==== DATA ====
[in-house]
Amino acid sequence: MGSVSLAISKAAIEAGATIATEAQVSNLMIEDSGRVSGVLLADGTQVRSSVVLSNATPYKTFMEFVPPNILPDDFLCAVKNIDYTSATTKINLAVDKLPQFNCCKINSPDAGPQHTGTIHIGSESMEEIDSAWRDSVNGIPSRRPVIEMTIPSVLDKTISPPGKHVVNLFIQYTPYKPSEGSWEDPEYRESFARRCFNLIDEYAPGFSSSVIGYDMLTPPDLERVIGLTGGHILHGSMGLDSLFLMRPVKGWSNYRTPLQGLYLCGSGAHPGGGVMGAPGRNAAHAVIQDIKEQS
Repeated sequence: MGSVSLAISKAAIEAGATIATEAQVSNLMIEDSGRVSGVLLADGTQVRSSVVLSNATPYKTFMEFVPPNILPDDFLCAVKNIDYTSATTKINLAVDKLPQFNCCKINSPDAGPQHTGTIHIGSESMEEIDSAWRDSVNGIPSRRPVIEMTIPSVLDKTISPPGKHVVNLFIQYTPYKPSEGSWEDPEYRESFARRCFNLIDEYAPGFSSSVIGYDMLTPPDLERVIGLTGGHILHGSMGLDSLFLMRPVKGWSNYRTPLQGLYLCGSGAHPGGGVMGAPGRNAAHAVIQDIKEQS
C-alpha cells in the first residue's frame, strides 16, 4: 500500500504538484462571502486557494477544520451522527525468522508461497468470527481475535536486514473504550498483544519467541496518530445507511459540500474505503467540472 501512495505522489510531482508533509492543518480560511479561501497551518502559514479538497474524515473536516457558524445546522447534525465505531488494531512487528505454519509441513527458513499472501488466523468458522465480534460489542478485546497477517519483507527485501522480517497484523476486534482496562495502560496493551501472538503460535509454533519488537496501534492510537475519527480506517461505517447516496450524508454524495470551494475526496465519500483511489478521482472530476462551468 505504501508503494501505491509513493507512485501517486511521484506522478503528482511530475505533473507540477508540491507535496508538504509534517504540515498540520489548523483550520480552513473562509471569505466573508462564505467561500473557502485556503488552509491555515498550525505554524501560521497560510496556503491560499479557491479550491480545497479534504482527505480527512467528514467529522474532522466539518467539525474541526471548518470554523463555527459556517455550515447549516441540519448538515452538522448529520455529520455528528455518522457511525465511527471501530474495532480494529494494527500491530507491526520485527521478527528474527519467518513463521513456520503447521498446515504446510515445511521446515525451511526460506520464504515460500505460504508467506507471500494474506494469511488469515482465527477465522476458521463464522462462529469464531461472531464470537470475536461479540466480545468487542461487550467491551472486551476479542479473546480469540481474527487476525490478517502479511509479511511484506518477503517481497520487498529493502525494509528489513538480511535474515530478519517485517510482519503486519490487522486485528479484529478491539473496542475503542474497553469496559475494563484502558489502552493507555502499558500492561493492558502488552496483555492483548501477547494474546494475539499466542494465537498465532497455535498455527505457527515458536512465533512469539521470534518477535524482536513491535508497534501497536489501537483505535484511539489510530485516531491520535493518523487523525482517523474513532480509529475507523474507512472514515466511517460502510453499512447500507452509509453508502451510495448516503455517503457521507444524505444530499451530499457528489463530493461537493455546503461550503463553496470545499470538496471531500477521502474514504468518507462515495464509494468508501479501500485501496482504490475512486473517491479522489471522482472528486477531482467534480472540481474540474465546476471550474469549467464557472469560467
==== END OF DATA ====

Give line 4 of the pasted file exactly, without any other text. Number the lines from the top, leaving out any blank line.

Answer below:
C-alpha cells in the first residue's frame, strides 16, 4: 500500500504538484462571502486557494477544520451522527525468522508461497468470527481475535536486514473504550498483544519467541496518530445507511459540500474505503467540472 501512495505522489510531482508533509492543518480560511479561501497551518502559514479538497474524515473536516457558524445546522447534525465505531488494531512487528505454519509441513527458513499472501488466523468458522465480534460489542478485546497477517519483507527485501522480517497484523476486534482496562495502560496493551501472538503460535509454533519488537496501534492510537475519527480506517461505517447516496450524508454524495470551494475526496465519500483511489478521482472530476462551468 505504501508503494501505491509513493507512485501517486511521484506522478503528482511530475505533473507540477508540491507535496508538504509534517504540515498540520489548523483550520480552513473562509471569505466573508462564505467561500473557502485556503488552509491555515498550525505554524501560521497560510496556503491560499479557491479550491480545497479534504482527505480527512467528514467529522474532522466539518467539525474541526471548518470554523463555527459556517455550515447549516441540519448538515452538522448529520455529520455528528455518522457511525465511527471501530474495532480494529494494527500491530507491526520485527521478527528474527519467518513463521513456520503447521498446515504446510515445511521446515525451511526460506520464504515460500505460504508467506507471500494474506494469511488469515482465527477465522476458521463464522462462529469464531461472531464470537470475536461479540466480545468487542461487550467491551472486551476479542479473546480469540481474527487476525490478517502479511509479511511484506518477503517481497520487498529493502525494509528489513538480511535474515530478519517485517510482519503486519490487522486485528479484529478491539473496542475503542474497553469496559475494563484502558489502552493507555502499558500492561493492558502488552496483555492483548501477547494474546494475539499466542494465537498465532497455535498455527505457527515458536512465533512469539521470534518477535524482536513491535508497534501497536489501537483505535484511539489510530485516531491520535493518523487523525482517523474513532480509529475507523474507512472514515466511517460502510453499512447500507452509509453508502451510495448516503455517503457521507444524505444530499451530499457528489463530493461537493455546503461550503463553496470545499470538496471531500477521502474514504468518507462515495464509494468508501479501500485501496482504490475512486473517491479522489471522482472528486477531482467534480472540481474540474465546476471550474469549467464557472469560467